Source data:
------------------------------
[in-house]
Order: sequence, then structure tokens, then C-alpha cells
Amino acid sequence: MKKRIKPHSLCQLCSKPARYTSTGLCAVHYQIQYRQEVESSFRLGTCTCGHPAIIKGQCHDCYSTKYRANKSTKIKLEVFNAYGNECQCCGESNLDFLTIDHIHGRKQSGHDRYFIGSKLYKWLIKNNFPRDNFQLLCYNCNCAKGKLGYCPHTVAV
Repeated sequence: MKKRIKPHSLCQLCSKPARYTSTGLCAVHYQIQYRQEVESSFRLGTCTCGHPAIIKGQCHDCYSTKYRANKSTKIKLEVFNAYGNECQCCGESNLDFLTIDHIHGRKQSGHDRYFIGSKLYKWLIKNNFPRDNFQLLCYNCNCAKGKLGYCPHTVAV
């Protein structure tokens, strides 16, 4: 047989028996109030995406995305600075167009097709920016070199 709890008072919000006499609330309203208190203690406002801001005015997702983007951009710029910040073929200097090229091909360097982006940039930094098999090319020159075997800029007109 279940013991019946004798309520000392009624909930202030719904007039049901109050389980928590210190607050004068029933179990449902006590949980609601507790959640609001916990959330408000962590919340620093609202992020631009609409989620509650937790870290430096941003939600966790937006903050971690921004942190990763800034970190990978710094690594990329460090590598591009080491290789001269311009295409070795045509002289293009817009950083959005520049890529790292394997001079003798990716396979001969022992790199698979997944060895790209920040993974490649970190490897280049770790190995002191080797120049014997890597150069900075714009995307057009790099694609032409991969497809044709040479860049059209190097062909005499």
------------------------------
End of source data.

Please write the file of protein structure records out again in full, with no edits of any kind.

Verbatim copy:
[in-house]
Order: sequence, then structure tokens, then C-alpha cells
Amino acid sequence: MKKRIKPHSLCQLCSKPARYTSTGLCAVHYQIQYRQEVESSFRLGTCTCGHPAIIKGQCHDCYSTKYRANKSTKIKLEVFNAYGNECQCCGESNLDFLTIDHIHGRKQSGHDRYFIGSKLYKWLIKNNFPRDNFQLLCYNCNCAKGKLGYCPHTVAV
Repeated sequence: MKKRIKPHSLCQLCSKPARYTSTGLCAVHYQIQYRQEVESSFRLGTCTCGHPAIIKGQCHDCYSTKYRANKSTKIKLEVFNAYGNECQCCGESNLDFLTIDHIHGRKQSGHDRYFIGSKLYKWLIKNNFPRDNFQLLCYNCNCAKGKLGYCPHTVAV
């Protein structure tokens, strides 16, 4: 047989028996109030995406995305600075167009097709920016070199 709890008072919000006499609330309203208190203690406002801001005015997702983007951009710029910040073929200097090229091909360097982006940039930094098999090319020159075997800029007109 279940013991019946004798309520000392009624909930202030719904007039049901109050389980928590210190607050004068029933179990449902006590949980609601507790959640609001916990959330408000962590919340620093609202992020631009609409989620509650937790870290430096941003939600966790937006903050971690921004942190990763800034970190990978710094690594990329460090590598591009080491290789001269311009295409070795045509002289293009817009950083959005520049890529790292394997001079003798990716396979001969022992790199698979997944060895790209920040993974490649970190490897280049770790190995002191080797120049014997890597150069900075714009995307057009790099694609032409991969497809044709040479860049059209190097062909005499």